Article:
In early April 2014, Manchester Orchestra released Cope, their fourth studio album. Five months later, …
It’s been nearly three years since Kurt Vile released b’lieve i’m goin down… Despite the break, he’s managed to seem ubiquitous and relevant–partially due to the success of the album (as a single, “Pretty Pimpin’” is about all you could ever ask for), and partially due to popping up with a remarkable and understated collaboration with Courtney Barnett, Lotta Sea Lice, in 2017, to split the difference.
Vile, markedly, pursues projects with people and sounds that adhere to a clear, sonic ethos. Uncompromising instrumental lushness and a patient, lilting singing style give the impression that he could be just as at home on a porch as a stage. With October’s Bottle It In, Vile packages up a veteran’s bag of licks and lyrics and trains a long-toothed eyeball on the world.
Bottle It In isn’t so much a statement as it is an assessment. Vile’s long been known for his ability to wrangle tones from a guitar that are distinctly his, and the album finds him moving deftly between acoustic plucking–like on the title track–or the fuzzy (but subtly clean) “Check Baby.” On each track, you can feel him taking stock of his myriad musical capabilities, picking up tones, sliding them across his fingertips and moving on to the next. It’s methodical but unlabored.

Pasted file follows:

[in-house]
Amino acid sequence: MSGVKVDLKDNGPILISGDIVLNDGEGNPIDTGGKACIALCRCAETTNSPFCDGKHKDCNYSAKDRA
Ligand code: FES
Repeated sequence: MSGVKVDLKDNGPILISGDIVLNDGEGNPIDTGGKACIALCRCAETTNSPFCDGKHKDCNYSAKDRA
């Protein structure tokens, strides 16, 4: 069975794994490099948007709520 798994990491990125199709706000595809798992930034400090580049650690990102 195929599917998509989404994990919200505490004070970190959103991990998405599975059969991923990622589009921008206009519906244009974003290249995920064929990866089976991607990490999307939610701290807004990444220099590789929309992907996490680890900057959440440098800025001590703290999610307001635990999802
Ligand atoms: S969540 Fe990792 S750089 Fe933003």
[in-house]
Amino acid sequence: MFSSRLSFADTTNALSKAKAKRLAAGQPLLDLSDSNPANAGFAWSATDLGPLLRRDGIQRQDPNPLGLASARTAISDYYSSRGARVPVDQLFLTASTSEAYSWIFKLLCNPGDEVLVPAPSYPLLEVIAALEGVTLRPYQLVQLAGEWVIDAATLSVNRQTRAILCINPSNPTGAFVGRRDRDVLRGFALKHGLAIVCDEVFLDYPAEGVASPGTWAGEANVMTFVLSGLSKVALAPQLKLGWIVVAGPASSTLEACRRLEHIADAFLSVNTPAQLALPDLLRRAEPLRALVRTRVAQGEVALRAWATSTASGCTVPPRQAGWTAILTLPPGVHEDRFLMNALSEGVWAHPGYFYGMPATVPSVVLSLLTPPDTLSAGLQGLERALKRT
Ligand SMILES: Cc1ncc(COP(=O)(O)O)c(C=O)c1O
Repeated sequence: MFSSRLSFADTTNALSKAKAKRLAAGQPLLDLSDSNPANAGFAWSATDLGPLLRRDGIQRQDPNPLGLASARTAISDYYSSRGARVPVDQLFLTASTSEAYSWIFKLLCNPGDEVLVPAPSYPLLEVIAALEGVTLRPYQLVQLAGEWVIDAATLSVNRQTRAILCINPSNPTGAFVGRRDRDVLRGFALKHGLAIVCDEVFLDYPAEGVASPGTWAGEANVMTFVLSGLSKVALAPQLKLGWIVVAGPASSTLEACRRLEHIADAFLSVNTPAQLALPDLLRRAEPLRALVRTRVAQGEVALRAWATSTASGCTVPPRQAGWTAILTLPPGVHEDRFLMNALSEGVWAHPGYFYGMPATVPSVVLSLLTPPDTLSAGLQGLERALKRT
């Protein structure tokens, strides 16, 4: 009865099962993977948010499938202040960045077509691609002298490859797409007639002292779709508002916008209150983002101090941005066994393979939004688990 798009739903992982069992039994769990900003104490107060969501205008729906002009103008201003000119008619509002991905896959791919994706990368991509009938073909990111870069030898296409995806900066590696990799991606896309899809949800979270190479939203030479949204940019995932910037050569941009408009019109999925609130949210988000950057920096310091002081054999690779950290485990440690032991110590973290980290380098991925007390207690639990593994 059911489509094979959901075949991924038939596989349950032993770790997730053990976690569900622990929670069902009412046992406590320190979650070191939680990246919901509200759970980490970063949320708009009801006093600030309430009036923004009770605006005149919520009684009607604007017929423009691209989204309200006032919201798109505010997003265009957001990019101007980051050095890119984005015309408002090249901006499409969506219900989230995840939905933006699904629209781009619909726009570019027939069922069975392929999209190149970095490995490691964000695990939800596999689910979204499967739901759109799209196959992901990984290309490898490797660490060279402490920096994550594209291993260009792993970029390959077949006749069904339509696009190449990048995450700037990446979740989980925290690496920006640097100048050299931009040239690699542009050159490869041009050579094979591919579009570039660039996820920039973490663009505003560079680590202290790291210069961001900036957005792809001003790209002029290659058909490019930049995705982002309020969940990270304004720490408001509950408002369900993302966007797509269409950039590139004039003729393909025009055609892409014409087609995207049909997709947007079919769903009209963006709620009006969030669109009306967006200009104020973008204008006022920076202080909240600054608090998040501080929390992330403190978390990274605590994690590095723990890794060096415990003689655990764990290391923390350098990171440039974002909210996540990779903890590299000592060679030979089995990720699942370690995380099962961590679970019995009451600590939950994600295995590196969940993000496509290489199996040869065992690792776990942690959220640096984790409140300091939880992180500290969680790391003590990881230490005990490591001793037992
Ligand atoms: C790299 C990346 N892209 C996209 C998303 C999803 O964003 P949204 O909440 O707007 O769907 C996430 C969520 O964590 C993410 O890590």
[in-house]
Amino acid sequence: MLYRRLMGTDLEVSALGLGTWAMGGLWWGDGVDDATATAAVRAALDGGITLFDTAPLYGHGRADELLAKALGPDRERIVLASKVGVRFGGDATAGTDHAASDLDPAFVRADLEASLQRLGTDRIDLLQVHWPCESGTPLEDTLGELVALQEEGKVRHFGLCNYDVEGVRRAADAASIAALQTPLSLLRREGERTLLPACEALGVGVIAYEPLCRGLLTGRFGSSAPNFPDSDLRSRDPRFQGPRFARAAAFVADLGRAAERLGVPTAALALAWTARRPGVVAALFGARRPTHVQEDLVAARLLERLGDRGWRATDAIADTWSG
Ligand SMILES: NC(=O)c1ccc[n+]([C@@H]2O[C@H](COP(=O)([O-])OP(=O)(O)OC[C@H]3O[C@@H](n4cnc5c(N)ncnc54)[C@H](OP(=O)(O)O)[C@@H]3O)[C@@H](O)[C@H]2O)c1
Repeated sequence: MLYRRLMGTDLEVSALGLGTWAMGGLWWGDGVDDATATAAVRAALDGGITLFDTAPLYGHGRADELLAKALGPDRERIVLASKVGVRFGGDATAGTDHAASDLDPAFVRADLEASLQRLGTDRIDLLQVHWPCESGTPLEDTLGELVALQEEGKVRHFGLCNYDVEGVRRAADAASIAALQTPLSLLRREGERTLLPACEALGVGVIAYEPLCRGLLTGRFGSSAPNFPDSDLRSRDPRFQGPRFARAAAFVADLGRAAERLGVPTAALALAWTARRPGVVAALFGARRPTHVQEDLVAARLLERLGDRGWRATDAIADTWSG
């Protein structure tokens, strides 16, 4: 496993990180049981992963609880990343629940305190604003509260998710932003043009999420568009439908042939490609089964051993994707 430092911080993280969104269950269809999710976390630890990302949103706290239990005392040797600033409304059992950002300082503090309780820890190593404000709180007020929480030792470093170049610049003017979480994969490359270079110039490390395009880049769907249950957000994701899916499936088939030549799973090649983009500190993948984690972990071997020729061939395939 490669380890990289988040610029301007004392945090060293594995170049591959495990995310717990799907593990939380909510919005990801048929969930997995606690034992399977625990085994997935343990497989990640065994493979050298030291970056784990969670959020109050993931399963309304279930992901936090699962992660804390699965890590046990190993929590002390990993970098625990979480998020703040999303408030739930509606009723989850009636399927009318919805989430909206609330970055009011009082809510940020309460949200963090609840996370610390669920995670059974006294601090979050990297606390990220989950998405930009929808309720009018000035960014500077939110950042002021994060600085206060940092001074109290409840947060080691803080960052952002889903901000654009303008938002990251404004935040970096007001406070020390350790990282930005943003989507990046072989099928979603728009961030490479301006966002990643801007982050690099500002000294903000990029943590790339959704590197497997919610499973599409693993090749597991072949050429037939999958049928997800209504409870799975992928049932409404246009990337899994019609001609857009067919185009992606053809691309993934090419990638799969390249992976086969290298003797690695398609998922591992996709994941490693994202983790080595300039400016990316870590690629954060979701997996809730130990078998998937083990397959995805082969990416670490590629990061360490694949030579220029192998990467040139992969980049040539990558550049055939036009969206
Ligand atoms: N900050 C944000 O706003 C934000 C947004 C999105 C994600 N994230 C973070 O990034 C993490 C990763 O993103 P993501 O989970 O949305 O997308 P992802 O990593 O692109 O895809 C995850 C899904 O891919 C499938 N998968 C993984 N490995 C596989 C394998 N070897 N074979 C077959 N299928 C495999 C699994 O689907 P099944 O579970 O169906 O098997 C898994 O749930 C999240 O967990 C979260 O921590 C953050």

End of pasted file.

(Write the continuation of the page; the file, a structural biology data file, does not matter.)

The album is anchored by the lead single, “Bassackwards,” an opus of feedback clocking in at nearly ten minutes. The background of the song is the feedback from a reverbed guitar recorded and played in reverse, and it follows a repetitive lyrical structure, during which Vile ruminates on the backwards nature of the world through self-contained anecdotes. It’s not a condemnation; rather, it’s gently directed conversation–like driving at night, with the world contained between beaming headlights, and wondering why everything outside the fringed shadows gets so convoluted and complicated.
Bottle It In is musically eloquent. That is not to say indulgent, but at times Vile lets the music sprawl like a Western landscape–riffs gust through, and pointed interjections sprinkle spare surroundings. At others, he cinches it up tight, deftly directing and reining in. It never feels like he’s run out of things to say. In fact, it feels as if he could pick up mid-sentence and you’d cling to each syllable, bearing the broken pauses and settling into the space. Vile envelops. He dictates tone, pace and sentiment. Bottle It In makes a case for being the most complete work, intellectually and musically, by an artist already known for over-delivering.